Each voter, whether of the jury or of the council, has equal authority with each of his colleagues. How can the right conclusion be reached, considering that there may be as many different estimates as there are members? That conclusion is clearly not the average of all the estimates, which would give a voting power to “cranks” in proportion to their crankiness. One absurdly large or small estimate would leave a greater impress on the result than one of reasonable amount, and the more an estimate diverges from the bulk of the rest, the more influence would it exert. I wish to point out that the estimate to which least objection can be raised is the middlemost estimate, the number of votes that it is too high being exactly balanced by the number of votes that it is too low. Every other estimate is condemned by a majority of voters as being either too high or too low, the middlemost alone escaping this condemnation.

There were letters to the editor concerning Galton's above articles, and Galton responded to one of those as follows, as published in The Ballot-Box Nature, Vol. 75, pp. 509-510:

MR. HOOKER, in NATURE of March 21, seems not to have quite appreciated my principal contention in the letters "One Vote, One Value" and "Vox Populi" of February 28 and March 7 respectively. It was to show that the verdict given by the ballot-box must be the Median estimate, because every other estimate is condemned in advance by a majority of the voters. This being the case, I examined the votes in a particular instance according to the most appropriate method for dealing with medians, quartiles, &c. I had no intention of trespassing into the technical and much-discussed question of the relative merits of the Median and of the several kinds of Mean, and beg to be excused from not doing so now except in two particulars. First, that it may not be sufficiently realised that the suppression of any one value in a series can only make the difference of one half-place to the median, whereas if the series be small it may make a great difference to the mean; consequently, I think my proposal that juries should openly adopt the median when estimating damages, and councils when estimating money grants, has independent merits of its own, besides being in strict accordance with the true theory of the ballot-box. Secondly, Mr. Hooker's approximate calculation from my scanty list of figures, of what the mean would be of all the figures, proves to be singularly correct; he makes it 1196 lb, (which is the mean of the deviates at 5°, 15° 95°) whereas it should have been 1197 lb.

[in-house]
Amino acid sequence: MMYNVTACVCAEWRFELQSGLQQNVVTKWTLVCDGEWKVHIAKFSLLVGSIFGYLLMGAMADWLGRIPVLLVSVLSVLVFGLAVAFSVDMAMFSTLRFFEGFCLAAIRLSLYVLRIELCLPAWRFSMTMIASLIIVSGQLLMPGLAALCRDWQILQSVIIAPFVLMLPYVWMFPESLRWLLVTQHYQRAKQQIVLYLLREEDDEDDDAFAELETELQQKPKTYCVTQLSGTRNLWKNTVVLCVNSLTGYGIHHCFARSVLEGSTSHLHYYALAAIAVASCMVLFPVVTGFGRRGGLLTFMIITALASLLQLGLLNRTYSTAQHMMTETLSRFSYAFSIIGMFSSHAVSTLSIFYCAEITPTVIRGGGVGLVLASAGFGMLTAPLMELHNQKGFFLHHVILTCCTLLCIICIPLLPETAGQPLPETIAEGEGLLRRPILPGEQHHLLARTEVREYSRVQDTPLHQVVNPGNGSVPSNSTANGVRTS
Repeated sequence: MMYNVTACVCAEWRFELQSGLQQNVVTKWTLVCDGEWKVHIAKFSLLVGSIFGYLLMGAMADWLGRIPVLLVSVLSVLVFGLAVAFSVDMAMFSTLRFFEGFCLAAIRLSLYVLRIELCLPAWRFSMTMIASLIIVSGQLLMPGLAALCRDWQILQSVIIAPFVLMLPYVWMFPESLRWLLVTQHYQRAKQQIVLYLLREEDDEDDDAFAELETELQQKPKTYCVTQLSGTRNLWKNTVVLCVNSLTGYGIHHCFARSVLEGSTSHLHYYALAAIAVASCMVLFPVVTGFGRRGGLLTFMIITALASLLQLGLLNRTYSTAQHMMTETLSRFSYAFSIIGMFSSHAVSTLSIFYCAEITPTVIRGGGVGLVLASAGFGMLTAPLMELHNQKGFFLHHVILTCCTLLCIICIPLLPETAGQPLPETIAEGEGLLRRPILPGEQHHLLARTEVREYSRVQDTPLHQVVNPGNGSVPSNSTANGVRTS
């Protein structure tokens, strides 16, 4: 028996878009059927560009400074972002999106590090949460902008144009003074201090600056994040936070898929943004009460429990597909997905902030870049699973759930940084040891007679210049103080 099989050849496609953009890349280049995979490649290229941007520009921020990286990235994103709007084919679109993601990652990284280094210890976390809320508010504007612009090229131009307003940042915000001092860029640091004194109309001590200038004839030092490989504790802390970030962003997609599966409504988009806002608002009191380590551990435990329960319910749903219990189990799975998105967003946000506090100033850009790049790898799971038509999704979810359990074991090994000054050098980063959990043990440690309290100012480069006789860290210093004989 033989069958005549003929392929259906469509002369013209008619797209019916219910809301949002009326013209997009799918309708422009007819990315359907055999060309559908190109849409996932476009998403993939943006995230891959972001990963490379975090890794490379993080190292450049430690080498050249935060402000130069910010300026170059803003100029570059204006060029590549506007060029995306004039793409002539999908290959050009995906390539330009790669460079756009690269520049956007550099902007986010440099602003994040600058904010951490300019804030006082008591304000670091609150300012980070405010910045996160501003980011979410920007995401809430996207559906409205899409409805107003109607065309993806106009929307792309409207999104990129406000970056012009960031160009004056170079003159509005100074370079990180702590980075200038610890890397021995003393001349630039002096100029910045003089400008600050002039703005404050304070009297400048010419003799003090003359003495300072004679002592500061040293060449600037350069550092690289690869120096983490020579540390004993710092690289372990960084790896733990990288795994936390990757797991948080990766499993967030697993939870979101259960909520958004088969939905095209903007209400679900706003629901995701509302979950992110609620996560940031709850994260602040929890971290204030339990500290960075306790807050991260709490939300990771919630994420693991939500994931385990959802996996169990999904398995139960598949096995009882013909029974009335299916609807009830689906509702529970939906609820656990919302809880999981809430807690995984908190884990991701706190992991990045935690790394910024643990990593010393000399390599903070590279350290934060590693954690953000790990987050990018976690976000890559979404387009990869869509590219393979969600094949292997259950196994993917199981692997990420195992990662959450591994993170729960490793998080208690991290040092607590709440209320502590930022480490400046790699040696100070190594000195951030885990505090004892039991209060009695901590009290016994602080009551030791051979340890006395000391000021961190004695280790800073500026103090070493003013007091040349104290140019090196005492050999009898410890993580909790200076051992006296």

So initially Galton did not publish the average. Mr. Hooker estimated the average as 1196 lb. based upon the percentile values in the published article. Thereafter Galton published the actual average, which was 1197 lb.

  • So why did he use the median rather than the mean? Was this a principled choice? – Paul Johnson Mar 5 '16 at 13:40
  • @PaulJohnson He says "According to the democratic principle of 'one vote one value,' the middlemost estimate expresses the vox populi, every other estimate being condemned at too low or too high by the majority of the voters (for fuller explanation see 'One Vote, One Value,' NATURE, February 28, p.414)" – DavePhD Mar 6 '16 at 14:40